"I don't really like the word leadership transition because it just feels like you're handing the baton from one person to another," said Dufty, "and I think what's magical about BART is that what you're seeing are people that have been within the organization for years and demonstrated their capability, and now they're stepping up into a higher leadership role."
One of those employees is Tamar Allen, who has worked for BART for 37 years, first hired as a police officer shortly after she graduated from UC Berkeley. She went through training to work on BART's rolling stock, rising through the ranks to become the agency's chief maintenance and engineering officer. Allen, a lesbian who is now BART's assistant general manager of operations, is the agency's highest-ranking LGBT executive.
"I feel really proud about the fact that these individuals are coming in and they're taking ownership," said Dufty, who had Powers and Allen accompany him to speak with the B.A.R. about their priorities for BART.
Having worked so long for the agency, Allen said she is making it a priority of hers to talk to the frontline employees to hear what their concerns are and what suggestions they have for how to address BART's myriad issues.
"I spend a tremendous amount of time with them and I'm working very hard to make improvements that make the lives of our frontline employees better," said Allen. "Those improvements, therefore, are twofers for our customers because usually the improvements that our employees are identifying are things that benefit the customer."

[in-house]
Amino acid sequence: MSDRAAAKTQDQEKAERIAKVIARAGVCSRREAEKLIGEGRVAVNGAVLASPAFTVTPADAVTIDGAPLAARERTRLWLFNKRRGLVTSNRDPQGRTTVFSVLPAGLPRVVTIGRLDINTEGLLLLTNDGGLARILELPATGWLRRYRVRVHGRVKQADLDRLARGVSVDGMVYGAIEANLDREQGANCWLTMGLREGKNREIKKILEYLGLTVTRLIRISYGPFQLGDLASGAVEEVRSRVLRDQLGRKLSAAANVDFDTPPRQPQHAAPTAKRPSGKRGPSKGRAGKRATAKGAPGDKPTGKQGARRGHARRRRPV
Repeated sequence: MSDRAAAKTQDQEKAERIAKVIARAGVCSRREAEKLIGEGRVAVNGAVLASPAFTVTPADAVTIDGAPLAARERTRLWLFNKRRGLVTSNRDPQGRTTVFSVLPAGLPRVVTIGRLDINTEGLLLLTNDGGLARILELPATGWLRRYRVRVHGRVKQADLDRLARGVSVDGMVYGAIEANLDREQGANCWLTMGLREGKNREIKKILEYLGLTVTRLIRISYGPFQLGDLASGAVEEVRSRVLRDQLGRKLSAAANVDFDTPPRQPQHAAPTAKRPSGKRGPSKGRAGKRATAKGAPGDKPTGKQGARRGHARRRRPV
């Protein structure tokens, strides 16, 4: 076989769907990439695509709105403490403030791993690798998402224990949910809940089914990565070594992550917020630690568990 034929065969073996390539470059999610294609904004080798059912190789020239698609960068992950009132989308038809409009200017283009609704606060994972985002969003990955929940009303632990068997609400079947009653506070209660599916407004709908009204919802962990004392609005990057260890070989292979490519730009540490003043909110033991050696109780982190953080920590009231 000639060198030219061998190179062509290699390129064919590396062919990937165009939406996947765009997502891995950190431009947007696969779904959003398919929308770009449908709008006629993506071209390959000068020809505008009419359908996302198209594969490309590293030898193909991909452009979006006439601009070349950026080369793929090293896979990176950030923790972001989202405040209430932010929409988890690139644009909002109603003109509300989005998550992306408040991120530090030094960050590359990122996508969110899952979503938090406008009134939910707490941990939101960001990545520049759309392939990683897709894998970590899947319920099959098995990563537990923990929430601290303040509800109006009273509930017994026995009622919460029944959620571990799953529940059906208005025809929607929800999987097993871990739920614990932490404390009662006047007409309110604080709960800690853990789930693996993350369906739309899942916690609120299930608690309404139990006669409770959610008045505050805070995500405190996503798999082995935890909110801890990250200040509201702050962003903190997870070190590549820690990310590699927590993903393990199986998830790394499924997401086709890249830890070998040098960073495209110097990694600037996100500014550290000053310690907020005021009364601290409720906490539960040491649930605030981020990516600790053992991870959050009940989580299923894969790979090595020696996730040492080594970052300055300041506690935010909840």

Powers, selected unanimously by the board after conducting a nationwide search for a new GM, said his first five months on the job had been "enlightening." In addition to meeting with employees, Powers has been visiting stations to talk directly with riders of the BART system. (Last week, he arrived on the Walnut Creek station platform as part of his listening tour shortly after a woman dropped her cellphone onto the track. A station agent and BART police quickly responded and safely retrieved the device, according to images posted on BART's Twitter feed.)
Among his top priorities when he started in his new role, said Powers, "first and foremost was putting the riders first, and making sure that our frontline employees had all the tools and the resources to make that happen. They're not unrelated right."
He also sees BART as being integral to addressing regional issues such as homelessness and the lack of affordable housing. He is pushing forward BART's long-held desire to see housing built at and near its stations across the system, especially in the East Bay and on the Peninsula.
"We are well positioned to be part of those solutions, you know, whether it's the affordable housing crisis in the Bay Area or the homeless crisis," said Powers. "We have, you know, an integral stake in that."